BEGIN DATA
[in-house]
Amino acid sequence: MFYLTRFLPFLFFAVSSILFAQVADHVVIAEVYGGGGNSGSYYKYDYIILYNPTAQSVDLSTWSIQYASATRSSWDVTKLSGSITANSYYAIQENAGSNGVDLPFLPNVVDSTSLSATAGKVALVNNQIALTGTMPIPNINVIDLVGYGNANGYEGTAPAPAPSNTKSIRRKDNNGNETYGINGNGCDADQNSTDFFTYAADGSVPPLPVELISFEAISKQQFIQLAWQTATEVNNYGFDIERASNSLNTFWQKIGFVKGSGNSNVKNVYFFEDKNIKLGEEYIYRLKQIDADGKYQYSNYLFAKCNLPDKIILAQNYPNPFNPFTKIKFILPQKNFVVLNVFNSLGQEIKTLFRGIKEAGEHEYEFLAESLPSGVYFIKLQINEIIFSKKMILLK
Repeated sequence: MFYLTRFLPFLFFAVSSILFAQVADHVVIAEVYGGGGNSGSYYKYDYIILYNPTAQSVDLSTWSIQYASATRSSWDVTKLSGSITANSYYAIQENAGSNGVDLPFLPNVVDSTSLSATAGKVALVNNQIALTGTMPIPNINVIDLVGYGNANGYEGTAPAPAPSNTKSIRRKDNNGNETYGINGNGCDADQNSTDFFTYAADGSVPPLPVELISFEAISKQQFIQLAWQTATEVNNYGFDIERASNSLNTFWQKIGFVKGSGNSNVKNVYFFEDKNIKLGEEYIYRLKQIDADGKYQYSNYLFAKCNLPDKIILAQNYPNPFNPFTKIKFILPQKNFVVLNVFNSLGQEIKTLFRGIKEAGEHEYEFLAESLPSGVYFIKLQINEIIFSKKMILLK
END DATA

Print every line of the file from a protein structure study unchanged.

[in-house]
Amino acid sequence: MFYLTRFLPFLFFAVSSILFAQVADHVVIAEVYGGGGNSGSYYKYDYIILYNPTAQSVDLSTWSIQYASATRSSWDVTKLSGSITANSYYAIQENAGSNGVDLPFLPNVVDSTSLSATAGKVALVNNQIALTGTMPIPNINVIDLVGYGNANGYEGTAPAPAPSNTKSIRRKDNNGNETYGINGNGCDADQNSTDFFTYAADGSVPPLPVELISFEAISKQQFIQLAWQTATEVNNYGFDIERASNSLNTFWQKIGFVKGSGNSNVKNVYFFEDKNIKLGEEYIYRLKQIDADGKYQYSNYLFAKCNLPDKIILAQNYPNPFNPFTKIKFILPQKNFVVLNVFNSLGQEIKTLFRGIKEAGEHEYEFLAESLPSGVYFIKLQINEIIFSKKMILLK
Repeated sequence: MFYLTRFLPFLFFAVSSILFAQVADHVVIAEVYGGGGNSGSYYKYDYIILYNPTAQSVDLSTWSIQYASATRSSWDVTKLSGSITANSYYAIQENAGSNGVDLPFLPNVVDSTSLSATAGKVALVNNQIALTGTMPIPNINVIDLVGYGNANGYEGTAPAPAPSNTKSIRRKDNNGNETYGINGNGCDADQNSTDFFTYAADGSVPPLPVELISFEAISKQQFIQLAWQTATEVNNYGFDIERASNSLNTFWQKIGFVKGSGNSNVKNVYFFEDKNIKLGEEYIYRLKQIDADGKYQYSNYLFAKCNLPDKIILAQNYPNPFNPFTKIKFILPQKNFVVLNVFNSLGQEIKTLFRGIKEAGEHEYEFLAESLPSGVYFIKLQINEIIFSKKMILLK